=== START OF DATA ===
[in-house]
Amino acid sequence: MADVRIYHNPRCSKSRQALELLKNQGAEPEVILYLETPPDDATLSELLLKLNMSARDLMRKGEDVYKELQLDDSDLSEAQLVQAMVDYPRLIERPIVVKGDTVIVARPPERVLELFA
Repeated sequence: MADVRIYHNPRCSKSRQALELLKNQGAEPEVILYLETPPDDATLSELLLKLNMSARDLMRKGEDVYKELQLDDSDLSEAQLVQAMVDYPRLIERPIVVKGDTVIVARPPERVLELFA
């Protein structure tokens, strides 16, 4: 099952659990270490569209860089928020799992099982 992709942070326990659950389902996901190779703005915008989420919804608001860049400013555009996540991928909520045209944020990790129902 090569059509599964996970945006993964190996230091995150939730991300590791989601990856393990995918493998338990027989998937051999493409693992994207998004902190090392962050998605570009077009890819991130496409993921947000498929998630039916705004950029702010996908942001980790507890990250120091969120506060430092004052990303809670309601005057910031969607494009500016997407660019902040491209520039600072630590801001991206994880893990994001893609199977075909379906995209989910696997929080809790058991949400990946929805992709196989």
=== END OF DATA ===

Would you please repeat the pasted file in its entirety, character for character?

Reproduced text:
[in-house]
Amino acid sequence: MADVRIYHNPRCSKSRQALELLKNQGAEPEVILYLETPPDDATLSELLLKLNMSARDLMRKGEDVYKELQLDDSDLSEAQLVQAMVDYPRLIERPIVVKGDTVIVARPPERVLELFA
Repeated sequence: MADVRIYHNPRCSKSRQALELLKNQGAEPEVILYLETPPDDATLSELLLKLNMSARDLMRKGEDVYKELQLDDSDLSEAQLVQAMVDYPRLIERPIVVKGDTVIVARPPERVLELFA
């Protein structure tokens, strides 16, 4: 099952659990270490569209860089928020799992099982 992709942070326990659950389902996901190779703005915008989420919804608001860049400013555009996540991928909520045209944020990790129902 090569059509599964996970945006993964190996230091995150939730991300590791989601990856393990995918493998338990027989998937051999493409693992994207998004902190090392962050998605570009077009890819991130496409993921947000498929998630039916705004950029702010996908942001980790507890990250120091969120506060430092004052990303809670309601005057910031969607494009500016997407660019902040491209520039600072630590801001991206994880893990994001893609199977075909379906995209989910696997929080809790058991949400990946929805992709196989």